How do I become a chaplain?

A chaplain is an individual who is ordained or endorsed by a faith group to provide chaplaincy care in diverse settings including, but not limited to, hospitals, corrections, long-term care, sports teams, palliative care, military, hospices, workplaces, mental health and universities.

Chaplaincy care is care provided by a board certified chaplain, associate certified chaplain or by a student in an accredited clinical pastoral education (CPE) program. Examples of such care include emotional, spiritual, religious, pastoral, ethical, and/or existential care. Chaplaincy care is grounded in initiating, developing and deepening, and bringing to an appropriate close, a mutual and empathic relationship with the patient/client, family, and/ or staff. The development of a genuine relationship is at the core of chaplaincy care and underpins, even enables, all the other dimensions of chaplaincy care to occur.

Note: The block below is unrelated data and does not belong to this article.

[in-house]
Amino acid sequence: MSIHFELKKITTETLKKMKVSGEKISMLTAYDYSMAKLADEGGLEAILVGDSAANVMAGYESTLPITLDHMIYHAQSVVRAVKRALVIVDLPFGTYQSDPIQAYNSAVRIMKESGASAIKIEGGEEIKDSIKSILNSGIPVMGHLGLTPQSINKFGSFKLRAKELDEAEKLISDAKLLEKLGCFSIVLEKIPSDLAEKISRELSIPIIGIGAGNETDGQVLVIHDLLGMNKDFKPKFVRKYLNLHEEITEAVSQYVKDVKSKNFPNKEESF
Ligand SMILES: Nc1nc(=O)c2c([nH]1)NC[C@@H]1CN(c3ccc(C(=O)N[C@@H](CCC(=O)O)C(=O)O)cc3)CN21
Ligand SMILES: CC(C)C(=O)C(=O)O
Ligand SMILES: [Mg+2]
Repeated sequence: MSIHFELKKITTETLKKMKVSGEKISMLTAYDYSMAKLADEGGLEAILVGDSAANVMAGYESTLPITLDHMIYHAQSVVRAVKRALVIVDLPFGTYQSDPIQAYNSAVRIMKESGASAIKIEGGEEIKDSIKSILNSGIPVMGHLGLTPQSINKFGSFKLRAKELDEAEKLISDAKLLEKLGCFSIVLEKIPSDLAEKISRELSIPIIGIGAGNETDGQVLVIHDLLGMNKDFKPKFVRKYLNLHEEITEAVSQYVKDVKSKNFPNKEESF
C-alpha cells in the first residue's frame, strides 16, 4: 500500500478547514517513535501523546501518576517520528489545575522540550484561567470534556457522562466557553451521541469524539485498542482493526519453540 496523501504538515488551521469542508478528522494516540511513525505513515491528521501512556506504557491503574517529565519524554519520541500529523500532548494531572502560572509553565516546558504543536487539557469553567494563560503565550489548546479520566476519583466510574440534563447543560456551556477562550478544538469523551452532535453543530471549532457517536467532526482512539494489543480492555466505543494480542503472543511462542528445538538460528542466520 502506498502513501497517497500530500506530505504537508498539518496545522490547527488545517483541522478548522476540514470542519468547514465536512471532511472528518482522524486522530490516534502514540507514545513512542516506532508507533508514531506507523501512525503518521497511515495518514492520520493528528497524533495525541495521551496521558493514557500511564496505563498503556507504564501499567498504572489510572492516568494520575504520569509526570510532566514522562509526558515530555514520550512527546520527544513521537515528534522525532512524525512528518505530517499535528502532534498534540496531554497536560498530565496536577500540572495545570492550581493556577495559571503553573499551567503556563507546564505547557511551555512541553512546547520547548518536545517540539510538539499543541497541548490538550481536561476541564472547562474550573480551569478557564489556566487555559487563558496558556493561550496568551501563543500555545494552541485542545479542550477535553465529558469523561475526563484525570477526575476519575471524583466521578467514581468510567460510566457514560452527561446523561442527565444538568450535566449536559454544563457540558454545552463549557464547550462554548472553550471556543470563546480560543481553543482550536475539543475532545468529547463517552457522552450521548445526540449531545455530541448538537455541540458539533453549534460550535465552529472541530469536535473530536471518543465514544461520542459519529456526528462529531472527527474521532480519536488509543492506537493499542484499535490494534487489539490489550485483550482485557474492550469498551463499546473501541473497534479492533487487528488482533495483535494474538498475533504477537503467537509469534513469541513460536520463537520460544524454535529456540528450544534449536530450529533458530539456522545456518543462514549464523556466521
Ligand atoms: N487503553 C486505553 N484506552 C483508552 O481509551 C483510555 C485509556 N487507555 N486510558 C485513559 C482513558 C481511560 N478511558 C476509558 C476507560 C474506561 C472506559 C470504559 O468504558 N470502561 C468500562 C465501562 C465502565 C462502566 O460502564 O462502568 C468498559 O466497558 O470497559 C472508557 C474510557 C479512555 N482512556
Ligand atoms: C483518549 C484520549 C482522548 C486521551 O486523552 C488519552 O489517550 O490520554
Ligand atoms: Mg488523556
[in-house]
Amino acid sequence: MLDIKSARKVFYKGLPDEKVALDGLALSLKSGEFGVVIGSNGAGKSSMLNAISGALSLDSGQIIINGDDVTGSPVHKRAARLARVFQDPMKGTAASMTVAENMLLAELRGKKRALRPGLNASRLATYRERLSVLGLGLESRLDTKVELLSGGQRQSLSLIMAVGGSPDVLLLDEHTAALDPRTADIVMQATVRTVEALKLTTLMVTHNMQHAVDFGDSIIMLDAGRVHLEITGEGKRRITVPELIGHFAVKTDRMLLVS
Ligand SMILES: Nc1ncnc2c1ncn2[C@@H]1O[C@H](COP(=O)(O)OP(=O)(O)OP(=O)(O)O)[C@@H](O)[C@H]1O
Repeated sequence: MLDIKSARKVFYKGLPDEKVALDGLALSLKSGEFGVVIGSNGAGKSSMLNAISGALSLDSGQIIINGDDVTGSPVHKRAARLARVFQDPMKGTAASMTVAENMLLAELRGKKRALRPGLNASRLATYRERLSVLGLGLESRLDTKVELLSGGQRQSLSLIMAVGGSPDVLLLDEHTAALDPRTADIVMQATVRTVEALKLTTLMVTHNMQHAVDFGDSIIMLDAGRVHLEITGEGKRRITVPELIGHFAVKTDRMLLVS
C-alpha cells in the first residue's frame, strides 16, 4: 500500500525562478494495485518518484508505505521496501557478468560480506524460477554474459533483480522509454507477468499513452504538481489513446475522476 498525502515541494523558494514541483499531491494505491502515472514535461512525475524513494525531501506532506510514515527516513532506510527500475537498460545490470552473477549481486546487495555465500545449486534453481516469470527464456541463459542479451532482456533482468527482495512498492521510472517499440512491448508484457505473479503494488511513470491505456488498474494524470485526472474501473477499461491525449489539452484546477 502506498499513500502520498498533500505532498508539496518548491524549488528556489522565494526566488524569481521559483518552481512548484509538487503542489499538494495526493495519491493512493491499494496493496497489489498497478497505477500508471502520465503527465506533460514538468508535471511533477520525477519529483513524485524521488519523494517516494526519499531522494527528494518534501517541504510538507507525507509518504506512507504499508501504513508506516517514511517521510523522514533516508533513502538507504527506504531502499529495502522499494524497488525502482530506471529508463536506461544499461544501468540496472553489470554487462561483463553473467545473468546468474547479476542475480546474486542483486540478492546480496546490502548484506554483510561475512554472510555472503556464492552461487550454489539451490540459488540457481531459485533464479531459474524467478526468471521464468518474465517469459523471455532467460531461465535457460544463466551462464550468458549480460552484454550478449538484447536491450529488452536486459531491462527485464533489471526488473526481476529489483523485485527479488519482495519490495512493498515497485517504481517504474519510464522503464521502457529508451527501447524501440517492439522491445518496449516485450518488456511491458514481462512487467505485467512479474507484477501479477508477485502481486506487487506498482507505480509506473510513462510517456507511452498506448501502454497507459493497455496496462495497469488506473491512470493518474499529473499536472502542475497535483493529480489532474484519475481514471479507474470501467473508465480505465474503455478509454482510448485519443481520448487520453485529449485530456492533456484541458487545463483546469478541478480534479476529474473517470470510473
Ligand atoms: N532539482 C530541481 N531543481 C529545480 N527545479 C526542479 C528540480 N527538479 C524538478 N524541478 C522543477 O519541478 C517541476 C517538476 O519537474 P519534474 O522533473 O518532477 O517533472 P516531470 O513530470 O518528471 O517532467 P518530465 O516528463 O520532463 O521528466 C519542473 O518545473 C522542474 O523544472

The Association of Professional Chaplains recommends that those considering a career in chaplaincy contact their faith group for information about their requirements for ministry as a chaplain.

For more information on what it means to be a professional chaplain, please visit the Chaplaincy Now! website.

Chaplain Certification

Chaplain certification by a nationally recognized chaplaincy certifying board is frequently a requirement for employment as a chaplain. APC’s affiliate, the Board of Chaplaincy Certification, Inc., offers several types of certification for chaplains.